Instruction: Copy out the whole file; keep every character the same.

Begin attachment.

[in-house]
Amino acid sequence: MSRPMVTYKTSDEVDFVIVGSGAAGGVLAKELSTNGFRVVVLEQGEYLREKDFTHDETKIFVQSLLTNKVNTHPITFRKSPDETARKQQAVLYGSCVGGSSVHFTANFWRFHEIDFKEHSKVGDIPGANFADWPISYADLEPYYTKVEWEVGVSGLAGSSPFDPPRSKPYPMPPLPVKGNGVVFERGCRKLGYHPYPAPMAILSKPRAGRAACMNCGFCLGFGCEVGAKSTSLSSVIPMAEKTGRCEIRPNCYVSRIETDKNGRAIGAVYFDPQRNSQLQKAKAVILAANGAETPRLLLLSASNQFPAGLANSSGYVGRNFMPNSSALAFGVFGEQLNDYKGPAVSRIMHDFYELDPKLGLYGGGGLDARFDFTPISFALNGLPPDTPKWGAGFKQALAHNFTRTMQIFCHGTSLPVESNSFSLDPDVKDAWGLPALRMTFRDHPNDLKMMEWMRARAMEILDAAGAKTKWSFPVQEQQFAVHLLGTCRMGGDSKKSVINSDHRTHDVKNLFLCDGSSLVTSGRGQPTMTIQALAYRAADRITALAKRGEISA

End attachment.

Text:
[in-house]
Amino acid sequence: MSRPMVTYKTSDEVDFVIVGSGAAGGVLAKELSTNGFRVVVLEQGEYLREKDFTHDETKIFVQSLLTNKVNTHPITFRKSPDETARKQQAVLYGSCVGGSSVHFTANFWRFHEIDFKEHSKVGDIPGANFADWPISYADLEPYYTKVEWEVGVSGLAGSSPFDPPRSKPYPMPPLPVKGNGVVFERGCRKLGYHPYPAPMAILSKPRAGRAACMNCGFCLGFGCEVGAKSTSLSSVIPMAEKTGRCEIRPNCYVSRIETDKNGRAIGAVYFDPQRNSQLQKAKAVILAANGAETPRLLLLSASNQFPAGLANSSGYVGRNFMPNSSALAFGVFGEQLNDYKGPAVSRIMHDFYELDPKLGLYGGGGLDARFDFTPISFALNGLPPDTPKWGAGFKQALAHNFTRTMQIFCHGTSLPVESNSFSLDPDVKDAWGLPALRMTFRDHPNDLKMMEWMRARAMEILDAAGAKTKWSFPVQEQQFAVHLLGTCRMGGDSKKSVINSDHRTHDVKNLFLCDGSSLVTSGRGQPTMTIQALAYRAADRITALAKRGEISA